I find it interesting that my opponent includes this point. My opponent is not debating the resolution. In the title, he mentions "for personal use." However, this point is all about the ways in which Linux is profficient in connecting to large servers via Samba. The thing is, if this operating system is really for personal use, a person wouldn't need it to be able to handle the strains of huge servers with many different client systems. This point is negated as it has nothing to do with the debate at hand.

8. It's a Community Relationship, not a Customer Relationship

While this point may be a benefit in some ways, it can also be a curse, especially in terms of simplicity. It's not nearly as simple or easy to find a Linux system to fit your needs. There can be benefits to a "one size fits all" system. This is also a drawback in terms of support. It is very easy to find support for systems in a "one size fits all" system. It is much harder if there are tons and tons of different vendors. This point has been offset.

9. It's Not How Big Your Proccesore Is

This is a nice benefit, and one I can't really refute (unfortunately I do not have the technical knowledge to do so) but it is not enough to make Linux single best operating system. I will concede this point solely out of ignorance, but this is one very small piece of the overall puzzle.

10. Linux is configurable

This is all fine, but Microsoft does the same thing. You can have multiple accounts on one computer and have all the different settings and configurations you want. This is not an advantage for LInux, its something other operating systems have as well. Apple OS' have simar options. This point has been negated.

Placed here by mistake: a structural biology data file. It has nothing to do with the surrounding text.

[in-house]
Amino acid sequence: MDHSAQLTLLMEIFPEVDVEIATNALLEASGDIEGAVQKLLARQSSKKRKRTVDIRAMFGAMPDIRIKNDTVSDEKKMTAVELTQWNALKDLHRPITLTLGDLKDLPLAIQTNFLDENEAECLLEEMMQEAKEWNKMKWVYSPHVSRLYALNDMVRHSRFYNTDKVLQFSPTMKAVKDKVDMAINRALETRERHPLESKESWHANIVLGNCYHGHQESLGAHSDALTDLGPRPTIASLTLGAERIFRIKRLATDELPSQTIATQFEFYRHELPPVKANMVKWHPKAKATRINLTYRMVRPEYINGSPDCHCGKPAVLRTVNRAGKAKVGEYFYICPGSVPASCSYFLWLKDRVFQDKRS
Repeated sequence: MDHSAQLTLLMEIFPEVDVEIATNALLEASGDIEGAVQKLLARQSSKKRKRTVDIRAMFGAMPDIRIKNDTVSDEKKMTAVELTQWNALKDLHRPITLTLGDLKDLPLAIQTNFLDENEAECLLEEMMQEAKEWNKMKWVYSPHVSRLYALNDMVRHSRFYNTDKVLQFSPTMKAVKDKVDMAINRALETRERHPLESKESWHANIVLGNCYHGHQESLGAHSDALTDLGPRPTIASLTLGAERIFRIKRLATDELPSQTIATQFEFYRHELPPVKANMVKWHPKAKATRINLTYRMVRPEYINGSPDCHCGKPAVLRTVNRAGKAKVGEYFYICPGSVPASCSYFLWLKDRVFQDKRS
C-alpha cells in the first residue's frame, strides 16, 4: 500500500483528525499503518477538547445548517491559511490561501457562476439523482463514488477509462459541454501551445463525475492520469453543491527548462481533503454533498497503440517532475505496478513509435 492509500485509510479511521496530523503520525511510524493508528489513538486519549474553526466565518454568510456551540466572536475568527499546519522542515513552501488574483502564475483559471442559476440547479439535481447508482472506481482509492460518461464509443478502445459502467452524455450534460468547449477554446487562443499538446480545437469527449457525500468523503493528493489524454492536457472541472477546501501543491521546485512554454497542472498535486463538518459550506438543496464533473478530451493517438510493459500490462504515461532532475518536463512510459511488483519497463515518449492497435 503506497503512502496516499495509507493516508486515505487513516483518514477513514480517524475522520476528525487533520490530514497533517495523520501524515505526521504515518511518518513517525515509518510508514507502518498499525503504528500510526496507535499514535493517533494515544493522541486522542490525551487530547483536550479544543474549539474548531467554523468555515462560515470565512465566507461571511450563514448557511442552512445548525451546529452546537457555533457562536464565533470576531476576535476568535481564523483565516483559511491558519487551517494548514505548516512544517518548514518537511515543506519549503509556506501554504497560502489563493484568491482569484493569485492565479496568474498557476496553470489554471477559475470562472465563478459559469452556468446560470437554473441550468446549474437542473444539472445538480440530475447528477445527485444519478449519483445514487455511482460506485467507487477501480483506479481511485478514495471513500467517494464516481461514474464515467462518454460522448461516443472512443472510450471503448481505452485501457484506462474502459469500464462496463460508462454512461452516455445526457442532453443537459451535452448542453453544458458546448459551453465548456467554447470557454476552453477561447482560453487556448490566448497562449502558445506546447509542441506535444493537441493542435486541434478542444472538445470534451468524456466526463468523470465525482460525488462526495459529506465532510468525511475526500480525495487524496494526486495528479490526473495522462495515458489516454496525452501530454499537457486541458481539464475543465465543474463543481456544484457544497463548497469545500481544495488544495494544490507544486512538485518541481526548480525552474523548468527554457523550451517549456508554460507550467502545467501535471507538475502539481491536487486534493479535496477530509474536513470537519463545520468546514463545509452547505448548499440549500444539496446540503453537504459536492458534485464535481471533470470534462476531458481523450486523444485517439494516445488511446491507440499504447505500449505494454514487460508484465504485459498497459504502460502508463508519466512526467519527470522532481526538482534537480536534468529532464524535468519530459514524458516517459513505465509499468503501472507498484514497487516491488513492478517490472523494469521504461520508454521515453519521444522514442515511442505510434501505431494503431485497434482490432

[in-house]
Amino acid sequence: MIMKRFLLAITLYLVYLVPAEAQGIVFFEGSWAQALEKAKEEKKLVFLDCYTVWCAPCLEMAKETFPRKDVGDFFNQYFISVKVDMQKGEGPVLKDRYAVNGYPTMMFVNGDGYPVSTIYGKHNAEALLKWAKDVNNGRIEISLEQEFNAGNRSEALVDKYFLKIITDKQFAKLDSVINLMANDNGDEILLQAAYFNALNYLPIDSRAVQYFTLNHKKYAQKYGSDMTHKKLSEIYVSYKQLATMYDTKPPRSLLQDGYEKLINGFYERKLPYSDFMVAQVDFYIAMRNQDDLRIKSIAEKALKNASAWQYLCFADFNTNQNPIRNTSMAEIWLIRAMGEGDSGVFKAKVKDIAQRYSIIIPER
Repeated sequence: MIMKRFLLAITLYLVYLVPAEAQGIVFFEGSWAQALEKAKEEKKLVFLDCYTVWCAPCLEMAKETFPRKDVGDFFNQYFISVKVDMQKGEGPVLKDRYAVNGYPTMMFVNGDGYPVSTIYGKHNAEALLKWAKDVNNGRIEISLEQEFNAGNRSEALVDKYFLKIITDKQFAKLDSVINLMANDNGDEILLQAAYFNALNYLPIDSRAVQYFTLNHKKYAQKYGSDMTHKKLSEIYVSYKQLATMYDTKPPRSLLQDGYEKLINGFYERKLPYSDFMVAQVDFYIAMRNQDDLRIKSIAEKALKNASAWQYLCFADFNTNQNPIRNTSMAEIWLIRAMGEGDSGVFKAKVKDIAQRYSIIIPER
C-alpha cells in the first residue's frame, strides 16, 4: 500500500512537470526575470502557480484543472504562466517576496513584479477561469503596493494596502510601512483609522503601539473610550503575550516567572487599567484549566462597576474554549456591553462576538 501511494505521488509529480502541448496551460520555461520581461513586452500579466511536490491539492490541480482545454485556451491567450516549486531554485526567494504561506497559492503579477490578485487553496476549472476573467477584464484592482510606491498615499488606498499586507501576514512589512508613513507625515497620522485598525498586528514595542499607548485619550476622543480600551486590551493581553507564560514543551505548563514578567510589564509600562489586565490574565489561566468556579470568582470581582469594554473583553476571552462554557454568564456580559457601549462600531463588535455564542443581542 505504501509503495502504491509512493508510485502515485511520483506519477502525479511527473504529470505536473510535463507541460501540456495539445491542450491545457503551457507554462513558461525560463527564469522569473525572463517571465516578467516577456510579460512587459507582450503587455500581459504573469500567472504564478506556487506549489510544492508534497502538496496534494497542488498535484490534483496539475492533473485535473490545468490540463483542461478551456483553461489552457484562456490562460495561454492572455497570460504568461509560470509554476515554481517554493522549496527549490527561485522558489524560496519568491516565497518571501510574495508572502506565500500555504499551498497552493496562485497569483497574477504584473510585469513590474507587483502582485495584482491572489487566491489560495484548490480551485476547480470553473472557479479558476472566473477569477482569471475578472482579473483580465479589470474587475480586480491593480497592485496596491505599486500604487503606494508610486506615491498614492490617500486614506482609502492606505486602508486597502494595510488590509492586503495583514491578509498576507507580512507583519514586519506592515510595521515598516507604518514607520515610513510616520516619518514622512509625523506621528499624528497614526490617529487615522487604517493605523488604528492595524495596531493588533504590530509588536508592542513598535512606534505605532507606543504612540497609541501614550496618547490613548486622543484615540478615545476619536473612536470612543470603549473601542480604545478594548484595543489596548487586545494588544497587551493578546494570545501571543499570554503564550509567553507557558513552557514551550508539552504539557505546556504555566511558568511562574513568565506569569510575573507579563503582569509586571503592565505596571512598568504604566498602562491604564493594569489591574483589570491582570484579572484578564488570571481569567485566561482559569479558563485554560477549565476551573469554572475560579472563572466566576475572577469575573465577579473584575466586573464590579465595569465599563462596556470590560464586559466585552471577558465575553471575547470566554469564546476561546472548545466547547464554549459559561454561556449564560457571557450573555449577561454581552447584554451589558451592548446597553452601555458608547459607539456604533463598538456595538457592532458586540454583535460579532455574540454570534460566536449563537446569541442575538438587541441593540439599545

Despite perhaps some technical advantages Linux has, Windows outclasses them in amount of content, technical support, simplicity, and video gaming. These advantages cannot be ignored. I have negated nearly all of my opponents points as well. As of now, the resolution is completely negated. Back to Pro.
Debate Round No. 2


Disk space used immediately after a fresh install. Measured in gigabytes; less is better.

While some people might complain that the test used the Ultimate editions of both Vista and Windows 7, they probably forget that the standard Ubuntu includes software such as an office suite as standard. NB: Vista failed to detect the network card during install, leaving us without an internet connection until a driver was downloaded on another computer.

Bootup and shutdown

Boot up time was also measured from the moment the machine was turned on, and the timer was stopped as soon as the desktop was reached. The Dell box does take about 20 seconds to get past POST, but to avoid questions about when to start the timer it was just started as soon as the power button was pressed.

Amount of time taken to boot, from machine being turned on to working desktop. Measured in seconds; less is better.

The 32-bit version of Windows 7 is the only one to beat the one-minute mark, but that advantage is quickly lost in the switch to 64-bit. Ubuntu has always been rather slow to boot, but as we understand it reducing boot time is one of the goals of the Ubuntu 9.04 release and other distributions are much faster to boot.